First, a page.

Mechanistic and Circuit-Based Studies of Infant-Directed Behaviors
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CitationMarin-Rodriguez, Brenda. 2019. Mechanistic and Circuit-Based Studies of Infant-Directed Behaviors. Doctoral dissertation, Harvard University, Graduate School of Arts & Sciences.
AbstractMale mice display stereotyped behaviors towards pups that vary depending on their mating status: virgin males typically attack pups, while sexually experienced males display parental care. This behavioral phenomenon is referred to as the ‘parental switch’. This thesis details the projection patterns of MPOA Gal+ neurons to known target sites, in order to better understand how this cell population regulates the many behaviors needed for pup-directed care. In addition, we present brain areas that send projections unto a population of cells modulating pup-directed neglect/attack. Further, I explore the role of adult neurogenesis in preventing infanticide and promoting pup-directed care in male mice. Since mating is necessary for the parental switch, this was done by quantifying rates of proliferation and integration in mated animals as compared to control animals. Lastly, I show functional studies that prevented adult neurogenesis from occurring during and after mating and subsequently tested the response to pups. Ablation of adult neurogenesis near the time of mating led to an increase in pup-directed attacks, supporting the hypothesis that adult neurogenesis underlies the behavioral changes associated with the parental switch.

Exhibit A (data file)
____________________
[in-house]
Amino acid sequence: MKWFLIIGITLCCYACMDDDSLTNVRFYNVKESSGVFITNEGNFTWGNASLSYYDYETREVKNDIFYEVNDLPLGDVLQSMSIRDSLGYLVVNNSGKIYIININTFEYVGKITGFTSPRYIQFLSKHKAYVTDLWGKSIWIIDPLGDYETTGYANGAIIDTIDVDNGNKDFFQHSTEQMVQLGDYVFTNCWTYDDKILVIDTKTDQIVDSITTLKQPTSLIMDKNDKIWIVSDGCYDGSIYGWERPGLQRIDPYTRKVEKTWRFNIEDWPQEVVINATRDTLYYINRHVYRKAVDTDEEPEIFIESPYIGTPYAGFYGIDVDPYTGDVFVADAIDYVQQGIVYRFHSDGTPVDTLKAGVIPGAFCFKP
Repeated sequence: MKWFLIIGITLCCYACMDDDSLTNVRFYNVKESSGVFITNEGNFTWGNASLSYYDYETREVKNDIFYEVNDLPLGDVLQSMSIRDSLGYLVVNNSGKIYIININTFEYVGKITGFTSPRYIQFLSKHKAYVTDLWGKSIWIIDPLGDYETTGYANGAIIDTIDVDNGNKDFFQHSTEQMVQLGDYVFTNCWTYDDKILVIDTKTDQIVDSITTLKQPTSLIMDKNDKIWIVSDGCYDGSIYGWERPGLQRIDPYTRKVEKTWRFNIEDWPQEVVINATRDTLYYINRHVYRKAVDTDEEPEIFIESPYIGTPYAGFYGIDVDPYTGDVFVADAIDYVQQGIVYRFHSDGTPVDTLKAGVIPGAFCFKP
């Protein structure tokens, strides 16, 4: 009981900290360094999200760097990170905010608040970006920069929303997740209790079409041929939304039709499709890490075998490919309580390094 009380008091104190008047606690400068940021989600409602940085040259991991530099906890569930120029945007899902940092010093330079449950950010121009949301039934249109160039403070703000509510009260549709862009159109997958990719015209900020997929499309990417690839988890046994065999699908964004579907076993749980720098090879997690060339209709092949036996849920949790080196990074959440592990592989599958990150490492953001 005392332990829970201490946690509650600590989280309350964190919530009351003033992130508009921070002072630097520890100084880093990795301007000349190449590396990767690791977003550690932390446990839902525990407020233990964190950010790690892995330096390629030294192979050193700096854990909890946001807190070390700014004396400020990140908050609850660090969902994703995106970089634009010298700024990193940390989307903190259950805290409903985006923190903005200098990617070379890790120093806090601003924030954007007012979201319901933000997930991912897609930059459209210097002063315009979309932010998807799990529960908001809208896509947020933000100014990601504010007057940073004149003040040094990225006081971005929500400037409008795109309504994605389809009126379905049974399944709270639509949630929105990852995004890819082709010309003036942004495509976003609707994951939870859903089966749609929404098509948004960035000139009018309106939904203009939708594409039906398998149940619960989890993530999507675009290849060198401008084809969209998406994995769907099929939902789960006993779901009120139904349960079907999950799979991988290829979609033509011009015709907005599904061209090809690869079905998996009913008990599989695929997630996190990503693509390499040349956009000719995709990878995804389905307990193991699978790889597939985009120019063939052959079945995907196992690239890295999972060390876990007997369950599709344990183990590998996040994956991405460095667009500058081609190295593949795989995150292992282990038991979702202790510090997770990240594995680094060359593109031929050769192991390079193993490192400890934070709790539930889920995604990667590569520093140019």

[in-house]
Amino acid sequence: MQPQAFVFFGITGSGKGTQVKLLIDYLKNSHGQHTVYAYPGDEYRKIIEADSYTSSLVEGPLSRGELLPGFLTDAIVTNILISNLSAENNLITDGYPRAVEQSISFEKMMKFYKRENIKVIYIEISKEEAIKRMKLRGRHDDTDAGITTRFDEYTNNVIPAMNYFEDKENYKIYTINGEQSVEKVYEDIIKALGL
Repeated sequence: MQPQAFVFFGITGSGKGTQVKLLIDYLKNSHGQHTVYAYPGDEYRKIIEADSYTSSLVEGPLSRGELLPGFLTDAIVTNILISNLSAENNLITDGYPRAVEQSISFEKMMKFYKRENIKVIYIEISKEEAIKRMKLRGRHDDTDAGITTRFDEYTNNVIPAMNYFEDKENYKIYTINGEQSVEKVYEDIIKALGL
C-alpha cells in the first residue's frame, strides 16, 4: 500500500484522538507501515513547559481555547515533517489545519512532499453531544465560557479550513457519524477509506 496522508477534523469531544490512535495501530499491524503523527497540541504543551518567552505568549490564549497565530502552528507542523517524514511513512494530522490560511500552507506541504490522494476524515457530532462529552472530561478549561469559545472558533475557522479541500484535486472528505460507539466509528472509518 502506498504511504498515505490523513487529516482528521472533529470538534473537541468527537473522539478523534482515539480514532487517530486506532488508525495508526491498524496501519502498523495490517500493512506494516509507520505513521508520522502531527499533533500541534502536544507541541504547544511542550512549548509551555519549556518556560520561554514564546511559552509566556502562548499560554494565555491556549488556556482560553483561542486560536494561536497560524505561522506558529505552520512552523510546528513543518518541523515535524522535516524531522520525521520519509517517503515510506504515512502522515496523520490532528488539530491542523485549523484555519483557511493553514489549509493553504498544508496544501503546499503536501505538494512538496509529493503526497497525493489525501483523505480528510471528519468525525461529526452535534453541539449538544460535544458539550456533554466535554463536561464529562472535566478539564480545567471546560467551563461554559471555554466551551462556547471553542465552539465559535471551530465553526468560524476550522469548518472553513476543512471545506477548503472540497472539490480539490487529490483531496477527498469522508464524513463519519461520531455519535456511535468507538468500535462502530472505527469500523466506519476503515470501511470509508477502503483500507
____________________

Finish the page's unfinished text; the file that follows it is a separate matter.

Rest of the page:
Citable link to this pagehttp://nrs.harvard.edu/urn-3:HUL.InstRepos:42029613
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